Special Issue "Post-GWAS Era in Psychiatric Research: Future Perspectives"

A special issue of Psych (ISSN 2624-8611). This special issue belongs to the section "Neuropsychology".

Deadline for manuscript submissions: 15 September 2020.

Special Issue Editor

Dr. Vladimir Vladimirov
Website
Guest Editor
1. Department of Psychiatry, Virginia Institute for Psychiatric and Behavioral Genetics, Richmond, VA 23219-1534, USA
2. Department of Physiology and Biophysics, Center for Biomarker Research and Precision Medicine, School of Pharmacy, Virginia Commonwealth University, 907 Floyd Ave, Richmond, VA 23284, USA
3. Lieber Institute for Brain Development, Johns Hopkins University, Baltimore, MD 21218, USA
Interests: GWAS; miRNA; eQTLs; gene expression; postmortem brain espression studies
Special Issues and Collections in MDPI journals

Special Issue Information

Dear Colleagues,

Large scale meta-analysis of genome-wide association studies (GWAS) have reliably identified genetic polymorphisms associated with neuropsychiatric disorders and substance use disorders. However, the main challenge for psychiatric research in the next decade will be discovering the functional consequences of such associated risk genetic variants. We have already begun to see some strides in this direction by the increasing number of reports attempting to identify the functional relevance of disease-associated variants via the use of expression quantitative loci (eQTL) studies. Thus, in this special issue of Psych journal our goal is to invite peer review studies describing both original work and literature reviews, covering a wide range of topics including, but not limited, to genetic and molecular expression studies, as well as development of novel methodological analyses for analysis of various genomic datasets (and/or innovative use of existing methods to improve the use of currently existing genomic databases) with the ultimate goal of increasing our understanding of the functional impact of disease risk eQTLs.

Dr. Vladimir Vladimirov
Guest Editor

Manuscript Submission Information

Manuscripts should be submitted online at www.mdpi.com by registering and logging in to this website. Once you are registered, click here to go to the submission form. Manuscripts can be submitted until the deadline. All papers will be peer-reviewed. Accepted papers will be published continuously in the journal (as soon as accepted) and will be listed together on the special issue website. Research articles, review articles as well as short communications are invited. For planned papers, a title and short abstract (about 100 words) can be sent to the Editorial Office for announcement on this website.

Submitted manuscripts should not have been published previously, nor be under consideration for publication elsewhere (except conference proceedings papers). All manuscripts are thoroughly refereed through a single-blind peer-review process. A guide for authors and other relevant information for submission of manuscripts is available on the Instructions for Authors page. Psych is an international peer-reviewed open access quarterly journal published by MDPI.

Please visit the Instructions for Authors page before submitting a manuscript. The Article Processing Charge (APC) for publication in this open access journal is 1000 CHF (Swiss Francs). Submitted papers should be well formatted and use good English. Authors may use MDPI's English editing service prior to publication or during author revisions.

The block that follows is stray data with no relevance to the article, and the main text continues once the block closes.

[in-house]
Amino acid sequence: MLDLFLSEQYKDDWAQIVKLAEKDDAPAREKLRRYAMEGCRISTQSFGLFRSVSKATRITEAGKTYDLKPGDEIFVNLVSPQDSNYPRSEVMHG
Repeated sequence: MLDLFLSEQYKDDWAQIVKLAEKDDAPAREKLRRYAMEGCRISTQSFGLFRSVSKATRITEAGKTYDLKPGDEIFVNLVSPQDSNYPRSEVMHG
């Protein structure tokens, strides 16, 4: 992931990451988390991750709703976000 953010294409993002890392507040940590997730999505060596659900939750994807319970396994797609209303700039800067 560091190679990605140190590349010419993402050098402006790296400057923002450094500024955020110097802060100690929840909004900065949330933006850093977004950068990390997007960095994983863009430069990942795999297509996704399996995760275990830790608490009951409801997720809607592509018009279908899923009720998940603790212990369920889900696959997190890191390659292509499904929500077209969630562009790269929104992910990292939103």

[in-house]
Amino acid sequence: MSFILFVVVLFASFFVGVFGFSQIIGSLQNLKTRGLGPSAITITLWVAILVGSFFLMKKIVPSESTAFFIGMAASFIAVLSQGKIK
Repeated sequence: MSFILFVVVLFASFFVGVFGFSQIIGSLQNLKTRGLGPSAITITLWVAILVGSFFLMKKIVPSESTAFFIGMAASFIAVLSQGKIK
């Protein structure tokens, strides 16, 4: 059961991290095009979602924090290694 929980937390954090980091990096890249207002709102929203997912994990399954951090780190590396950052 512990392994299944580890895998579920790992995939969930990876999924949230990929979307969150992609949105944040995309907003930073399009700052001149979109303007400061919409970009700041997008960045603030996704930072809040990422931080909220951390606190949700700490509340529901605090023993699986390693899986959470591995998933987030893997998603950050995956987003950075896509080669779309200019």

Keywords

  • Psychiatric Genetics
  • Neuroscience
  • Gene Expression
  • miRNA
  • eQTL
  • computational genomics

Published Papers (1 paper)

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Research

Open AccessArticle
Self-Body Recognition through a Mirror: Easing Spatial-Consistency Requirements for Rubber Hand Illusion
Psych 2020, 2(2), 114-127; https://doi.org/10.3390/psych2020011 - 21 Jun 2020
Abstract
Considering that humans recognize mirror images as copies of the real world despite misinterpreting optical reflections, spatial disagreement may be accepted in rubber hand illusion (RHI) settings when a mirror is used to show a fake hand. The present study performed two experiments [...] Read more.
Considering that humans recognize mirror images as copies of the real world despite misinterpreting optical reflections, spatial disagreement may be accepted in rubber hand illusion (RHI) settings when a mirror is used to show a fake hand. The present study performed two experiments to reveal how self-body recognition of a fake hand via a mirror affects RHI. First, we tested whether illusory ownership of a fake hand seen in a mirror could be induced in our experimental environment (screening experiment). Subjective evaluations using an RHI questionnaire demonstrated that embodiment of the rubber hand was evoked in the presence or absence of a mirror. We then examined whether using a mirror image for RHI allows disagreement in orientation (45 ) between the rubber and actual hands (main experiment). The participants experienced RHI even when the actual and rubber hands were incongruent in terms of orientation. These findings suggest that using a mirror masks subtle spatial incongruency or degrades the contribution of visual cues for spatial recognition and facilitates multisensory integration for bodily illusions. Full article
(This article belongs to the Special Issue Post-GWAS Era in Psychiatric Research: Future Perspectives)
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